onset of the subliminal adjective, establishing a baseline starting at – 200 ms. The
method described by Gratton, Coles, and Donchin (1993) was used to correct vertical (blinks) and horizontal eye movements. The artifacts were semi-automatically
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Fig. 1. Schematic representation of the stimulation procedures. The sentence judged for correctness was presented word-by-word and, included two presentations of the
same adjective, subliminally and supraliminally. Both adjectives could be either syntactically correct or incorrect. Stimuli and black screen duration are indicated above and
below the time axis, respectively.
rejected offline, by eliminating epochs exceeding ±100 ␮V in any of the channels.
Remaining epochs that contained artifacts were eliminated throughout after a visual
inspection. The data were re-referenced off-line to average mastoids. Those epochs
that had incorrect responses in the syntactic correctness decision task were also
eliminated from data analysis. Overall, the mean rejection rate was 25.76% of the
epochs and at least 20 trials could be analyzed for every condition.
Statistical analyses were calculated by means of repeated-measures ANOVAs
in which electrodes were grouped according to the following regions: left anterior
(mean activity of Fp1, F7, F3, FT7), right anterior (Fp2, F8, F4, FT8), left central (T7,
FC3, C3, CP3), right central (T8, FC4, C4, CP4), left posterior (TP7, P7, P3, O1), right posterior (TP8, P8, P4, O2). Thereafter, the ANOVAs included four factors: region (three
levels: anterior, central, posterior), hemisphere (left, right), subliminal correctness
(correct, incorrect) and supraliminal correctness (correct, incorrect). Where appropriate, the Greenhouse–Geiser correction for violations of the sphericity assumption
was applied and post hoc tests were Bonferroni-corrected.
Time windows for measuring the syntactic ERP were selected on visual inspections of the waveforms. Mean amplitudes were measured in the following time
windows: subliminal anterior negativity-like effects (100 to 300 ms), supraliminal anterior negativity and subliminal P600-like effects (450–550 ms), and finally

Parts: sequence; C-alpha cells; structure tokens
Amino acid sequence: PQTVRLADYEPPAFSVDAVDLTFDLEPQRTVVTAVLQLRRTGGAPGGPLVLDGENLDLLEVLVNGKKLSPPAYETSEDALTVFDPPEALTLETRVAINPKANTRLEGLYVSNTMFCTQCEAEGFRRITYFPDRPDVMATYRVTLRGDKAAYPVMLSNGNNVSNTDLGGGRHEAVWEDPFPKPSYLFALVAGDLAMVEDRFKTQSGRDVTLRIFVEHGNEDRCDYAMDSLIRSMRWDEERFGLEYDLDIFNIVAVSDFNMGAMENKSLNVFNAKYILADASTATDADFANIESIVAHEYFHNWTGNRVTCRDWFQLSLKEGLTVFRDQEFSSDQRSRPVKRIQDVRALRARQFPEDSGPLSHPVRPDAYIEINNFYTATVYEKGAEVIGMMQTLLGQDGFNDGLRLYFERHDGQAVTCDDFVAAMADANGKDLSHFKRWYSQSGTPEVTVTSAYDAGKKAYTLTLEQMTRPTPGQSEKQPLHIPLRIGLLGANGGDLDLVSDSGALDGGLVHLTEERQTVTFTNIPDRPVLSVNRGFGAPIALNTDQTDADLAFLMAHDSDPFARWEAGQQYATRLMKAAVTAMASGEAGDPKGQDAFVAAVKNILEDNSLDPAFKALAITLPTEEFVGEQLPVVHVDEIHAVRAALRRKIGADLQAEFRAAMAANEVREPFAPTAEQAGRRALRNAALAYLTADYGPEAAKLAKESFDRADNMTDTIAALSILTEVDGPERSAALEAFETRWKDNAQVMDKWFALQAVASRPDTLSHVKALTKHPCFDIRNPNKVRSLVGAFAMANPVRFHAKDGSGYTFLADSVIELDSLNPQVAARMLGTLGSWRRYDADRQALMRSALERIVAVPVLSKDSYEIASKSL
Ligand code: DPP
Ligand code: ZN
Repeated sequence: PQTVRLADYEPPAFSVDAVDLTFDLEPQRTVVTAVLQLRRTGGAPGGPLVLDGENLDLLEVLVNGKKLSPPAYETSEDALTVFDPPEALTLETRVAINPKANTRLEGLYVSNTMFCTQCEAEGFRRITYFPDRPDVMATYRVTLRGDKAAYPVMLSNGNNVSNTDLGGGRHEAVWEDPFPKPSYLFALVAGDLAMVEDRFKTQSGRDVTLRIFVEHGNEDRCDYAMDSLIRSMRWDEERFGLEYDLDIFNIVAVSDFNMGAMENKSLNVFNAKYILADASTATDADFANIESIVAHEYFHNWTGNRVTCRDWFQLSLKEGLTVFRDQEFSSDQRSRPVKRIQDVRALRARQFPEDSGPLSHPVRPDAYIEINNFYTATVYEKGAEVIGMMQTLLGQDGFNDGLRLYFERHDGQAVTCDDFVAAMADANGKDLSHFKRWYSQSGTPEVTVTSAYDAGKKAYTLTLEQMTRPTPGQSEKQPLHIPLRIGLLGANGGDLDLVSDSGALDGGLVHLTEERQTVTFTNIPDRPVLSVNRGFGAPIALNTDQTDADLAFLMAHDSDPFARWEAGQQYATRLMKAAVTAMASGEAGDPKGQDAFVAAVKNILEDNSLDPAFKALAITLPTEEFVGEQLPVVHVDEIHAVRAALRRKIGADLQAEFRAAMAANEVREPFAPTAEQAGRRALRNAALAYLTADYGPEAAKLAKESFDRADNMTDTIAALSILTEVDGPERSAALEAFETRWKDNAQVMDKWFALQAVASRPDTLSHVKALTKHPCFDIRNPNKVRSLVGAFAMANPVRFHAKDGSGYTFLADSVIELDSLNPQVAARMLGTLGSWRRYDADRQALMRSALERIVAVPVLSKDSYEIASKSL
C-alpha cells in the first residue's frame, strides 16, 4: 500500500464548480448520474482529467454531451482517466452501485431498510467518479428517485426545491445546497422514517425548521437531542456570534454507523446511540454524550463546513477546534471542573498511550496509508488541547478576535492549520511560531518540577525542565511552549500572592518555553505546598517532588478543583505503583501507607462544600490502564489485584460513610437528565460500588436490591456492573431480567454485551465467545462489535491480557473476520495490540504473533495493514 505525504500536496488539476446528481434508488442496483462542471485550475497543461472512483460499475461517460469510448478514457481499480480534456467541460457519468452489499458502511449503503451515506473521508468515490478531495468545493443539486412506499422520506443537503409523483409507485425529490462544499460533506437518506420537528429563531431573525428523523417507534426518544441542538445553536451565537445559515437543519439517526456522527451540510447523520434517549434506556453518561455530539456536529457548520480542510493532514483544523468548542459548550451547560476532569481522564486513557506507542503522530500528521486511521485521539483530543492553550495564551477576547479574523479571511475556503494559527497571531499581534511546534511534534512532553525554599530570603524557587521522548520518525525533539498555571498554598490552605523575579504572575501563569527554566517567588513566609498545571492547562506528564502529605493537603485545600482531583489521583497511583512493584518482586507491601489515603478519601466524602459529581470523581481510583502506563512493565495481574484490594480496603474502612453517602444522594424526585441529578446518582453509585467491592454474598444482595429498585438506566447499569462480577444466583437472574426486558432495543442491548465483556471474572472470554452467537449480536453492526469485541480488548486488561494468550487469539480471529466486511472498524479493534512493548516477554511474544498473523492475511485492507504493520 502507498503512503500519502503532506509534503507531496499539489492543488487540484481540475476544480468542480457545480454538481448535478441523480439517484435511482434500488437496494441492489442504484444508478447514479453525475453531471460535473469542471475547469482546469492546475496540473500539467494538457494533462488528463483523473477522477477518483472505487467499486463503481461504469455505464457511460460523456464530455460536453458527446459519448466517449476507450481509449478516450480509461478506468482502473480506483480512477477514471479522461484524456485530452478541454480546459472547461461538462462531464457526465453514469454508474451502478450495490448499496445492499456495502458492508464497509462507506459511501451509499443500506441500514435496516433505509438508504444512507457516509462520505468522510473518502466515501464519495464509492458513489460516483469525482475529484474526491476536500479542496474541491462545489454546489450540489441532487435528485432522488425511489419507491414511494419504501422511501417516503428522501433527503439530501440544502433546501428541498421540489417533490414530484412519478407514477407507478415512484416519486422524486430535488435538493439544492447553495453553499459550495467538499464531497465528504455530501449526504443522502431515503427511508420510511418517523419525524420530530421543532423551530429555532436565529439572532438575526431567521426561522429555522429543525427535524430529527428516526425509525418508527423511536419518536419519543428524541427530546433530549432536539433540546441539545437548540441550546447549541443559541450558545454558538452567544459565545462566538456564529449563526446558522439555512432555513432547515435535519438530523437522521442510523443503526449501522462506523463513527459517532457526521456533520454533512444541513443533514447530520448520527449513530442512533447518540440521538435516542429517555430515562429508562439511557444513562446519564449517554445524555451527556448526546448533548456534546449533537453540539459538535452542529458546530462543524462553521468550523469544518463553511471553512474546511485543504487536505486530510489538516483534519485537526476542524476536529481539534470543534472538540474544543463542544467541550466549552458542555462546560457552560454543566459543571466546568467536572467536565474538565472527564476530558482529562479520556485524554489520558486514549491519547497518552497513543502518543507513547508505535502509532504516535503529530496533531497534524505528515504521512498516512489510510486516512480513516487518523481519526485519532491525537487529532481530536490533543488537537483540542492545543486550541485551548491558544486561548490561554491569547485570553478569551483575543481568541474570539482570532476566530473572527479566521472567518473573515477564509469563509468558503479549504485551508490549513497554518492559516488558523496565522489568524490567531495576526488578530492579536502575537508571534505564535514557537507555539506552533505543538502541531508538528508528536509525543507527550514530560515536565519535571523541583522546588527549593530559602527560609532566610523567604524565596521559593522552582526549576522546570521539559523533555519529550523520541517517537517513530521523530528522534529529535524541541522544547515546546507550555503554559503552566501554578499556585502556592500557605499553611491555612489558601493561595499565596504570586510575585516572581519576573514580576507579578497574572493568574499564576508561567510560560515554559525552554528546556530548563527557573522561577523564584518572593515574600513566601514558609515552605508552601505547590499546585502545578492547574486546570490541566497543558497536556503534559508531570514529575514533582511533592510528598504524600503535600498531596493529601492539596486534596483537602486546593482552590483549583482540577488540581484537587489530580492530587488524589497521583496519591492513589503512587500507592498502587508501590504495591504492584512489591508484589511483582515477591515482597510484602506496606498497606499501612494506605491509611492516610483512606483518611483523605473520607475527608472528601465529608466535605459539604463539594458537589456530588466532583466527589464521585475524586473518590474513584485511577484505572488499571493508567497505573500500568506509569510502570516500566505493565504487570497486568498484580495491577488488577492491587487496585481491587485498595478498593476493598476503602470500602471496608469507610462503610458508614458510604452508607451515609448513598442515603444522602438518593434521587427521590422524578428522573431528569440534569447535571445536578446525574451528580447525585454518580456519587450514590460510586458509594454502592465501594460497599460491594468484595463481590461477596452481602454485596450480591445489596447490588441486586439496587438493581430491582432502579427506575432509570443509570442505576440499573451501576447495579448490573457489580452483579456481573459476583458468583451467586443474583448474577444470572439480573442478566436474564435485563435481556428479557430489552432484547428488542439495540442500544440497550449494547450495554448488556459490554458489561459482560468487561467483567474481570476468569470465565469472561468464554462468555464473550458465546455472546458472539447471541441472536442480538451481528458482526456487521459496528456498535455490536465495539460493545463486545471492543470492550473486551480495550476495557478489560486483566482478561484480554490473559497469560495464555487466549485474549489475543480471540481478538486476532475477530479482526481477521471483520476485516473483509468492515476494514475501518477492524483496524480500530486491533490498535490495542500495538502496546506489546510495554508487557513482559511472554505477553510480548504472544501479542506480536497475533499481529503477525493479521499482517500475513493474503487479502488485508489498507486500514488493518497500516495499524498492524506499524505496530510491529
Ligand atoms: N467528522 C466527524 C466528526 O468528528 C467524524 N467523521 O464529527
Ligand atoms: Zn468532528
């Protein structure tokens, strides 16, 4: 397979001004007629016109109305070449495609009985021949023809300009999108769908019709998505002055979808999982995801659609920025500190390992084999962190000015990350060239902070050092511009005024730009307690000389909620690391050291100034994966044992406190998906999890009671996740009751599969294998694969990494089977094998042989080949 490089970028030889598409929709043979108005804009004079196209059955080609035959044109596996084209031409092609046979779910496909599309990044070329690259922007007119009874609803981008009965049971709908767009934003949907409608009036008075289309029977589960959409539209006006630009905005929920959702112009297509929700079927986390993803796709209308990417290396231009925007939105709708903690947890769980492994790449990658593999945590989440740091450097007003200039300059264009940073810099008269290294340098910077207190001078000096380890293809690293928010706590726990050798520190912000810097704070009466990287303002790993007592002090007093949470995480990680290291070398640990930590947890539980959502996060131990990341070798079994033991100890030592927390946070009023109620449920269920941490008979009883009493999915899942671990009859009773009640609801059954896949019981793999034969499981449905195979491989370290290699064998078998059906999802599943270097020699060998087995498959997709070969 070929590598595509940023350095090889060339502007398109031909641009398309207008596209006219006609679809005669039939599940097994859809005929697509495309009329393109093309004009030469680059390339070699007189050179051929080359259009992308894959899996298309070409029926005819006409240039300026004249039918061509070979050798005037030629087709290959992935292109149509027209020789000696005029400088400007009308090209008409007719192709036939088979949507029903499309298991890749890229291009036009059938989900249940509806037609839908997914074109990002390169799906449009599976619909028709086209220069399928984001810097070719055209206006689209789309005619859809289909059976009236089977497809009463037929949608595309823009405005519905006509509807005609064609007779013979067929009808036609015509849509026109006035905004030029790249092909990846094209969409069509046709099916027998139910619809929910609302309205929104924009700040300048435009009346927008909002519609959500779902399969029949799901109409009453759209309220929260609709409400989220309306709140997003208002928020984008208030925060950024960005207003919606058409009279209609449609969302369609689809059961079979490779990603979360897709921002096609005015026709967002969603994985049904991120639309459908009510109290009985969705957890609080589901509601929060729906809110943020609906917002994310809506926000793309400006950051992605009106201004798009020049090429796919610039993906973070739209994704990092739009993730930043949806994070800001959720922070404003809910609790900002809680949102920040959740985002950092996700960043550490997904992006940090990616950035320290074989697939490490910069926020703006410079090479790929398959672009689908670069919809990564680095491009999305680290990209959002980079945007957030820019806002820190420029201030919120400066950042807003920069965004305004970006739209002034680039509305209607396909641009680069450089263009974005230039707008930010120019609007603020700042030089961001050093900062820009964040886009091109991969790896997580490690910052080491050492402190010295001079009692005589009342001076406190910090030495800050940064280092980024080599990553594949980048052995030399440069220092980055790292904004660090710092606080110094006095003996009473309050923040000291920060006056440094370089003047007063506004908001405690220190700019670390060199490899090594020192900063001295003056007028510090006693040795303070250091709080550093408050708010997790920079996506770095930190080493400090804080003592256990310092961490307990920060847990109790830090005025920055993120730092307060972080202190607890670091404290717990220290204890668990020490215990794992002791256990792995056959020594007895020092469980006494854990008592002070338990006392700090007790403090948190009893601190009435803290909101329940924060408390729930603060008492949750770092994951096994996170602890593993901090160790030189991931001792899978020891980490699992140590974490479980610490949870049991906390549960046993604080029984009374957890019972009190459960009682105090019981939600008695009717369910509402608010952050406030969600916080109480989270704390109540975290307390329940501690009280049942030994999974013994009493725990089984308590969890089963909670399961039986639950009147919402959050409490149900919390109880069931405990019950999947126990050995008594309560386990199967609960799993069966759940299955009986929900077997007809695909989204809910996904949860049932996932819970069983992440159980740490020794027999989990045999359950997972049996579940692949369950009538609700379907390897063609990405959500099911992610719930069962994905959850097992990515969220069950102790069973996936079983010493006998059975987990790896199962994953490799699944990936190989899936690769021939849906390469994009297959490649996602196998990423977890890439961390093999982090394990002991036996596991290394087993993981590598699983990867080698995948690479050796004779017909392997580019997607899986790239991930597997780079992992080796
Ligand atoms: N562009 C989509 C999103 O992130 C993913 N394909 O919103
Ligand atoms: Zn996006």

supraliminal P600 (early effects: 600–700 ms and late effects: 700–800 ms).
3. Results
3.1. Behavioral data
In reference to the sentence correctness decision task, the total
error rate was low (Ms = 8.47%). As in the ERP data, subjects’ erroneous responses where excluded from the data analyses. Neither
supraliminal correctness, subliminal correctness, nor interaction
effects were found for error rates (F(1,23) = .53, p > .1; F(1,23) = 2.8,
p > .1; F(1,23) = .76, p > .1, respectively).
A main effect of Supraliminal Correctness factor was observed
for reaction times (F(1,23) = 9.40, p < .01), being longer for the
supraliminal correct conditions than for the incorrect ones
(Ms = 519.99 vs 484.84 ms).
The results in the post-test revealed that all the subjects
detected the mask at some point along the session, but only five
subjects (less than 10% of the cases) were aware of the subliminal
word presentation previous to the mask. However, none of them
could successfully identify it.
3.2. ERP data
Visual inspection of the ERPs revealed a long sustained anterior negativity (anterior negativity-like effects) between 100 and
300 ms for subliminal violations (Figs. 2 and 3). Furthermore,
between 450 and 550 ms, a fronto-central anterior negativity
appeared for supraliminal incorrectness. Interestingly, a positive
posterior modulation (P600-like effects) for subliminal incorrectness seems to appear at this time window. Between 600 and 700 ms,
supraliminal violations triggered a P600 component. Finally, at later
stages – between 700 and 800 ms –, the P600 component to supraliminal violations was modulated by subliminal violations. Fig. 3